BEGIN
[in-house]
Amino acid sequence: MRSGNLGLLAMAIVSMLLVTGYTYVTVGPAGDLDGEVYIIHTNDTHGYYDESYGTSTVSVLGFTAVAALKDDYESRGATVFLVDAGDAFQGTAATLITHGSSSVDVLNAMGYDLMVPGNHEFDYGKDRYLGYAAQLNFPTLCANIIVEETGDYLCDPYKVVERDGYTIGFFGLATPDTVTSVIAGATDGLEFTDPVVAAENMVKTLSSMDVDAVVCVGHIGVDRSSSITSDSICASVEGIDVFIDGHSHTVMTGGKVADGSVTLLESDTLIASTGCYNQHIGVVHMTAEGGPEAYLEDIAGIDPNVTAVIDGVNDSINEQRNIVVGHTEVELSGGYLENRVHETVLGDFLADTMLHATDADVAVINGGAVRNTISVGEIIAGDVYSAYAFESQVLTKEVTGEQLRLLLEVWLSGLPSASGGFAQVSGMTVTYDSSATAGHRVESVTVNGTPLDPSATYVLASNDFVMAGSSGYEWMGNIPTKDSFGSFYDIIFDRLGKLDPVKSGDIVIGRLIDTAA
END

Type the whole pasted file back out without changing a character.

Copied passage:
[in-house]
Amino acid sequence: MRSGNLGLLAMAIVSMLLVTGYTYVTVGPAGDLDGEVYIIHTNDTHGYYDESYGTSTVSVLGFTAVAALKDDYESRGATVFLVDAGDAFQGTAATLITHGSSSVDVLNAMGYDLMVPGNHEFDYGKDRYLGYAAQLNFPTLCANIIVEETGDYLCDPYKVVERDGYTIGFFGLATPDTVTSVIAGATDGLEFTDPVVAAENMVKTLSSMDVDAVVCVGHIGVDRSSSITSDSICASVEGIDVFIDGHSHTVMTGGKVADGSVTLLESDTLIASTGCYNQHIGVVHMTAEGGPEAYLEDIAGIDPNVTAVIDGVNDSINEQRNIVVGHTEVELSGGYLENRVHETVLGDFLADTMLHATDADVAVINGGAVRNTISVGEIIAGDVYSAYAFESQVLTKEVTGEQLRLLLEVWLSGLPSASGGFAQVSGMTVTYDSSATAGHRVESVTVNGTPLDPSATYVLASNDFVMAGSSGYEWMGNIPTKDSFGSFYDIIFDRLGKLDPVKSGDIVIGRLIDTAA